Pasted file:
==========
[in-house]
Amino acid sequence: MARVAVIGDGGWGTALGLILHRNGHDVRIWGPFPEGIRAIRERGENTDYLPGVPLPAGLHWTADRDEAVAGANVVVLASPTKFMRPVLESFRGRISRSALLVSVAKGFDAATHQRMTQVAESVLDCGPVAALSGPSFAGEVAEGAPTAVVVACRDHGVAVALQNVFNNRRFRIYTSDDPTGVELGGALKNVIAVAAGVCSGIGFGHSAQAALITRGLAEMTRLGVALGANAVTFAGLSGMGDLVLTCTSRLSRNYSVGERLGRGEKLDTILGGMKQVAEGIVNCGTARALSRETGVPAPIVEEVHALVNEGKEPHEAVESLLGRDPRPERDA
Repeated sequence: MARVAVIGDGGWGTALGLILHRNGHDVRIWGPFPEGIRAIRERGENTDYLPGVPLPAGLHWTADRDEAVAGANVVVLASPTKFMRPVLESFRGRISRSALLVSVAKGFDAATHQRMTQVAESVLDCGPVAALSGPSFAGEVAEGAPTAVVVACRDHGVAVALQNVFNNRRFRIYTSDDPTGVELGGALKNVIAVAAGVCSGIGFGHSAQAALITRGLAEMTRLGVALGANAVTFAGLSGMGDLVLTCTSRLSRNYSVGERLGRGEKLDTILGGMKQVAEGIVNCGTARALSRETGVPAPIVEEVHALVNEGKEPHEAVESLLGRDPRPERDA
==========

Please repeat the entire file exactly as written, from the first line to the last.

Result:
[in-house]
Amino acid sequence: MARVAVIGDGGWGTALGLILHRNGHDVRIWGPFPEGIRAIRERGENTDYLPGVPLPAGLHWTADRDEAVAGANVVVLASPTKFMRPVLESFRGRISRSALLVSVAKGFDAATHQRMTQVAESVLDCGPVAALSGPSFAGEVAEGAPTAVVVACRDHGVAVALQNVFNNRRFRIYTSDDPTGVELGGALKNVIAVAAGVCSGIGFGHSAQAALITRGLAEMTRLGVALGANAVTFAGLSGMGDLVLTCTSRLSRNYSVGERLGRGEKLDTILGGMKQVAEGIVNCGTARALSRETGVPAPIVEEVHALVNEGKEPHEAVESLLGRDPRPERDA
Repeated sequence: MARVAVIGDGGWGTALGLILHRNGHDVRIWGPFPEGIRAIRERGENTDYLPGVPLPAGLHWTADRDEAVAGANVVVLASPTKFMRPVLESFRGRISRSALLVSVAKGFDAATHQRMTQVAESVLDCGPVAALSGPSFAGEVAEGAPTAVVVACRDHGVAVALQNVFNNRRFRIYTSDDPTGVELGGALKNVIAVAAGVCSGIGFGHSAQAALITRGLAEMTRLGVALGANAVTFAGLSGMGDLVLTCTSRLSRNYSVGERLGRGEKLDTILGGMKQVAEGIVNCGTARALSRETGVPAPIVEEVHALVNEGKEPHEAVESLLGRDPRPERDA